I Am the Mother Who Used to Think Most Allergies Were a Joke


I used to think most allergies were a joke. I used to cringe when people wouldn’t let their kids eat something because they got a little rash around their mouth, a few patches of eczema, or a stomachache. I would think, just give it to them and their body will get used to it or stop babying them so much. I just didn’t get it. I thought it was a huge inconvenience for everyone else around them.

Horrible, right?

It’s kind of like how before someone has kids, they can be quick to judge.

I was the mom who easily judged others, and now I have become that “allergy mom.” I am the mom to a young boy who has food protein-induced enterocolitis syndrome (FPIES). He is a 2 and a half year old who can only eat 20 foods.

I am the mom whose kid will not be able to eat most snacks other kids bring to school.

I am the mom who freaks out when another kid spills Goldfish crackers all over the playground.

The mom who dreads going to any social gathering with food.

I am the mom whose child can’t eat at most restaurants.

The mom who has to bring her son’s safe food everywhere we go.

I am the mom whose child is the reason other kids will have to bring fresh fruit or store-bought snacks to school that have all the ingredients listed.

And the other parents – they don’t get it.

They don’t understand, and people might start to think that anything to do with my child’s allergies is a hassle. Until one day, you are the “allergy mom.”

And just like that, life changes.

You start to see from different eyes. I am that mom whose kid will go trick-or-treating with his brothers and sisters and not be able to eat the candy. There may be tears, and there may be tantrums. And we will get a lot of looks. Very few will understand and most will think it’s an annoyance to have a different treat option for those kids who can’t eat candy.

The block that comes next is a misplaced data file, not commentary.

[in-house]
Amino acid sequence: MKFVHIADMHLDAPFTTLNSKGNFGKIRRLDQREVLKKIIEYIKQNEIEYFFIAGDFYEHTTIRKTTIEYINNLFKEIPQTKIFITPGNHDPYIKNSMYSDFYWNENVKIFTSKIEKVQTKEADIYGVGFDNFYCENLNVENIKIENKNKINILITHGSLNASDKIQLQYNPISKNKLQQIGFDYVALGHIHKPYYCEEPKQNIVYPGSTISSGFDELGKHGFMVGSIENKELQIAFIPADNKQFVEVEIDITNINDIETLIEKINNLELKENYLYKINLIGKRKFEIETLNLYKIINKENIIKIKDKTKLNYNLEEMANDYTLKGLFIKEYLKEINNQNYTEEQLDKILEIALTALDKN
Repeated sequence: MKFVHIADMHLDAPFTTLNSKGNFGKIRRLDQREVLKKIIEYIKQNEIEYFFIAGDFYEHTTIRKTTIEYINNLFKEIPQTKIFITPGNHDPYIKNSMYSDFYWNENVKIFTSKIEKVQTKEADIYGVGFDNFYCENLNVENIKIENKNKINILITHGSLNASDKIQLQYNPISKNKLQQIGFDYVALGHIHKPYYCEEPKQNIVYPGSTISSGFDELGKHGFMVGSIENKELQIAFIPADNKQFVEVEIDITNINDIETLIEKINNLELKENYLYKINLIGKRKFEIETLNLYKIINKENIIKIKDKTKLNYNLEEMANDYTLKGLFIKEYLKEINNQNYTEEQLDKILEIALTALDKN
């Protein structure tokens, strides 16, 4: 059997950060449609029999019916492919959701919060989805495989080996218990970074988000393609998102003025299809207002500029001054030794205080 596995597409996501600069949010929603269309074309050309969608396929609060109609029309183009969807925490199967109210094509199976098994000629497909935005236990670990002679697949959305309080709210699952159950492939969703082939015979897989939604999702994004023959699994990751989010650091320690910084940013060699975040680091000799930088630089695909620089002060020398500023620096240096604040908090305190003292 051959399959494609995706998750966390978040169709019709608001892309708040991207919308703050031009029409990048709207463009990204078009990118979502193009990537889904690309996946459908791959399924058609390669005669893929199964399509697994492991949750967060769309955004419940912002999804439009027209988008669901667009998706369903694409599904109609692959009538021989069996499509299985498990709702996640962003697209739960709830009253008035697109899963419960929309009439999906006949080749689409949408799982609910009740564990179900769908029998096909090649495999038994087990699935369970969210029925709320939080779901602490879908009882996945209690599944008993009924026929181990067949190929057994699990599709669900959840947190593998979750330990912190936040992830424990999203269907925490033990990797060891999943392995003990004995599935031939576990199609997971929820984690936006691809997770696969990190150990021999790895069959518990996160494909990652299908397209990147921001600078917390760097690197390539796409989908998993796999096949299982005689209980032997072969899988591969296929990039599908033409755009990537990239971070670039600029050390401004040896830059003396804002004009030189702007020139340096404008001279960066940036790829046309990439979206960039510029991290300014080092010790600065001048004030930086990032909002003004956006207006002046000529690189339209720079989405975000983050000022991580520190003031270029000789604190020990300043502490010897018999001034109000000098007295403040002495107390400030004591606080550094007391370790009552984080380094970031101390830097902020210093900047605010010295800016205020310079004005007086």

So I ask anyone that is giving out candy this year, and in the years to follow, to consider having a non-food treat for kids with allergies or intolerances and be a part of the Teal Pumpkin Project.

MIGHTY PARTNER RESOURCES

A small amount of kindness and empathy towards kids with allergies means more than you will ever know. 

We know we can “just keep him home” and not allow him to trick-or-treat with his siblings.

We don’t expect the world to bend over backwards for him, but we do believe in kindness and empathy.

We have a passion for all kids with allergies to enjoy Halloween just like every other child. 

It is my wish this year, that thousands of children with allergies all over the nation can find a few houses that make them smile. Please join the Teal Pumpkin Project and make your home on the other end of that smile.

Related to Food Protein-Induced Enterocolitis Syndrome (FPIES)

Brighton eating a banana

When Chipotle Refused to Sell Me an Avocado for My Son’s Food Allergies

Brighton. One evening, we were driving back from vacation. It was late and everyone was starving. It is not easy for our family to stop for something to eat. Our fourth child, Brighton, can’t eat at restaurants due to cross contamination. He has food protein-induced enterocolitis syndrome (FPIES). He was about 1.5 years old during this trip [...]

When a Teacher's Email About My Son's Food Allergies Made Me Cry

My son Cayden is 5 and in kindergarten. He’s no stranger to class parties at the holidays, as he’s been in daycare and preschool since he was 2 and a half. He’s also no stranger to being excluded from these parties and from nearly every food-based activity at school because of his multiple, severe food allergies. [...]

The Hardest Words I’ve Ever Had to Say, and How Saying Them Changed Me

There are many things in life that no one can prepare you for. There are things that words alone can not explain. The day I took my baby off life support was one of those times. So many different people in the small crowded hospital corner, and yet no one had the words to explain. [...]

Being the One Who Helps People and Learning When to Accept Help

Ever since I was a kid, I’ve always wanted to help people. I’d be the first one to get the newspaper for my dad to make a fire.  I donated every cent I had in my pocket to people ringing bells outside grocery stores for charities. (One year, I even stood ringing the bells, myself!)  [...]